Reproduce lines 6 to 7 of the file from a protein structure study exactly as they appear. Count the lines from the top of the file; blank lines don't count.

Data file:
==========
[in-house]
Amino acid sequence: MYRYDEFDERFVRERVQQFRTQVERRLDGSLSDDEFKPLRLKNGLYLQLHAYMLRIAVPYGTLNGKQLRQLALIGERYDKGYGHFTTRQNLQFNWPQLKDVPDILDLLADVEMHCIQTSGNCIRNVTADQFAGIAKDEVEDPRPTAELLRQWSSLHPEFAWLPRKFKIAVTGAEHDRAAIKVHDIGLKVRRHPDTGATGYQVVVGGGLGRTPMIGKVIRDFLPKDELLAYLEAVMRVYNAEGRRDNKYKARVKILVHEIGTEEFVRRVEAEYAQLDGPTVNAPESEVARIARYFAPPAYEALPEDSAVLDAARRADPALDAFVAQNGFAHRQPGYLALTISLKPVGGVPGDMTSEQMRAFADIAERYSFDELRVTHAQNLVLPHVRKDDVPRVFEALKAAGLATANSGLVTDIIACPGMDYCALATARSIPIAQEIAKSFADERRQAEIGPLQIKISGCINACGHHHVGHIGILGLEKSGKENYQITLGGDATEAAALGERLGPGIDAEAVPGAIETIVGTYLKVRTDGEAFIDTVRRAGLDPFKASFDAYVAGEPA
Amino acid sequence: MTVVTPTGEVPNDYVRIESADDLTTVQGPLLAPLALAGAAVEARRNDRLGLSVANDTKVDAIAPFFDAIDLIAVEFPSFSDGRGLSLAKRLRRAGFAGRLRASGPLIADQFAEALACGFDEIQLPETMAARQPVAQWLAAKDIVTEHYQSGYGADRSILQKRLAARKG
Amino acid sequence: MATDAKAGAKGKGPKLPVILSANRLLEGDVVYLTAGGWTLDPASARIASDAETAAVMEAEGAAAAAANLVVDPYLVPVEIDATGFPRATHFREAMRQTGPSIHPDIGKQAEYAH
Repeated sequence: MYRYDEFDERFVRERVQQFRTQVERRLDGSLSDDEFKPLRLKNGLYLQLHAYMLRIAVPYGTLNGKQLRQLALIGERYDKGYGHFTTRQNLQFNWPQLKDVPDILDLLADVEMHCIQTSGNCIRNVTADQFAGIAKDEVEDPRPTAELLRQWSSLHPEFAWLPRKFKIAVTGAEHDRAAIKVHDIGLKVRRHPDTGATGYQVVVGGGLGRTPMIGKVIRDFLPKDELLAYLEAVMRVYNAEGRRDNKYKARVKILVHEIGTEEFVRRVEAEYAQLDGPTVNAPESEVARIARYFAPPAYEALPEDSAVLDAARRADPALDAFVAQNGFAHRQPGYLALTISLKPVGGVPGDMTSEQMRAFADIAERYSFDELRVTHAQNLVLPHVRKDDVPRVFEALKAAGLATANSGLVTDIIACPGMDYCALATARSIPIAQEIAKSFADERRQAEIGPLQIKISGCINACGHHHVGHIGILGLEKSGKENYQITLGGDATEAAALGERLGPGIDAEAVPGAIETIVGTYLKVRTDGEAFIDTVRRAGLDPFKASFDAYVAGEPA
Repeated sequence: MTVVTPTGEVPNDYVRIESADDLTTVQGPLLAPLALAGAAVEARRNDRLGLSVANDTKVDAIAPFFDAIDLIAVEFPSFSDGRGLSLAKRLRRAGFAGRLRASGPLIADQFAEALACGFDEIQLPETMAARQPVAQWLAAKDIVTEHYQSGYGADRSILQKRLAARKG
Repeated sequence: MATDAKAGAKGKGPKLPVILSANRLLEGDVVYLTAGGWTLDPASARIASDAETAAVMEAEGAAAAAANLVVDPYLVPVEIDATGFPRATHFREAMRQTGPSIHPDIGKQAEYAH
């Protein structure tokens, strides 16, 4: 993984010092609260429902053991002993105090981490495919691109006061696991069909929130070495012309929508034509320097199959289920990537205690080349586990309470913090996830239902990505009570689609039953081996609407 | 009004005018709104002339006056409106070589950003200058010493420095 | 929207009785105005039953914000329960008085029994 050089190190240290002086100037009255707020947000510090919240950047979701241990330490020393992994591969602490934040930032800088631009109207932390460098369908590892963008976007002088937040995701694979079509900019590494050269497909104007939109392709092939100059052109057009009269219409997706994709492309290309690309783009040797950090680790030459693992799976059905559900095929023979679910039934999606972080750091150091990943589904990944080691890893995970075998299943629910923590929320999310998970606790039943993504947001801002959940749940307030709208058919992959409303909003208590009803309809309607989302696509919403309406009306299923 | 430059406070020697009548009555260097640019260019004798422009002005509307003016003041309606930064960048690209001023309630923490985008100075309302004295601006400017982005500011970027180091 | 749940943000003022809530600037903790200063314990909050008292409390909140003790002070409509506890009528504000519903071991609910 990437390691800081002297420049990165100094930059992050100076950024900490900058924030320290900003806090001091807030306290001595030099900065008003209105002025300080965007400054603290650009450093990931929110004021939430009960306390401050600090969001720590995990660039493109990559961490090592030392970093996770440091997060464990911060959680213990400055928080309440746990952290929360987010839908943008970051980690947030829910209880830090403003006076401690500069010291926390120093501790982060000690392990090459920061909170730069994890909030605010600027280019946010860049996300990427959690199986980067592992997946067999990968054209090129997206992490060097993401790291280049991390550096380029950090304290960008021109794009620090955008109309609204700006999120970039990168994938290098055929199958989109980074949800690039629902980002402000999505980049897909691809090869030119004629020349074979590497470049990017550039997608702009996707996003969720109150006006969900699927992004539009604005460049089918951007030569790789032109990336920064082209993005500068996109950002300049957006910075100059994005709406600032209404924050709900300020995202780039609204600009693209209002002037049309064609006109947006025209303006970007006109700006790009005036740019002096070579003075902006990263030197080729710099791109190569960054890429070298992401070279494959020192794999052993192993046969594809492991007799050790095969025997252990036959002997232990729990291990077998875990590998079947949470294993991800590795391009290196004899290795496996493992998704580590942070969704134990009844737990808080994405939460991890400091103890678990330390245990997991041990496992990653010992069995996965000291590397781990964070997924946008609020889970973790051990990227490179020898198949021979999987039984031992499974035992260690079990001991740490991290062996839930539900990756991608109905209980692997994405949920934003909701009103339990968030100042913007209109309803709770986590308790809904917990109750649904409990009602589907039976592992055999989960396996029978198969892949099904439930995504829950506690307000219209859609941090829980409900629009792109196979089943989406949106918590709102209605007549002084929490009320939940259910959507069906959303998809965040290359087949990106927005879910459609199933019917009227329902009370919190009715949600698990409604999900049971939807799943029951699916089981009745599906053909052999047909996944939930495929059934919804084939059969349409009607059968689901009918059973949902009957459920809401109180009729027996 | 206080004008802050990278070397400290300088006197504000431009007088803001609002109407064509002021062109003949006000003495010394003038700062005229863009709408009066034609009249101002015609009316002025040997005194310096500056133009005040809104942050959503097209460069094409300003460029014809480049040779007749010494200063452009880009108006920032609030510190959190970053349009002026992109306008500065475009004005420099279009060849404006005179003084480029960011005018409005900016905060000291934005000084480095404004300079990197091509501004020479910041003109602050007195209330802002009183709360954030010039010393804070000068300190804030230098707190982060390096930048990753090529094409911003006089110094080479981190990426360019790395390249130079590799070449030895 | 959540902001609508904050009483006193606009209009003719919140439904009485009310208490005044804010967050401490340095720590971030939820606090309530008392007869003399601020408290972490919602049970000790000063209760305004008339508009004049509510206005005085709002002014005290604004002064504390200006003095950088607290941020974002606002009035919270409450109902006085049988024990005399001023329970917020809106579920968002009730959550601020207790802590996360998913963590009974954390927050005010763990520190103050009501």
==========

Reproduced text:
Repeated sequence: MTVVTPTGEVPNDYVRIESADDLTTVQGPLLAPLALAGAAVEARRNDRLGLSVANDTKVDAIAPFFDAIDLIAVEFPSFSDGRGLSLAKRLRRAGFAGRLRASGPLIADQFAEALACGFDEIQLPETMAARQPVAQWLAAKDIVTEHYQSGYGADRSILQKRLAARKG
Repeated sequence: MATDAKAGAKGKGPKLPVILSANRLLEGDVVYLTAGGWTLDPASARIASDAETAAVMEAEGAAAAAANLVVDPYLVPVEIDATGFPRATHFREAMRQTGPSIHPDIGKQAEYAH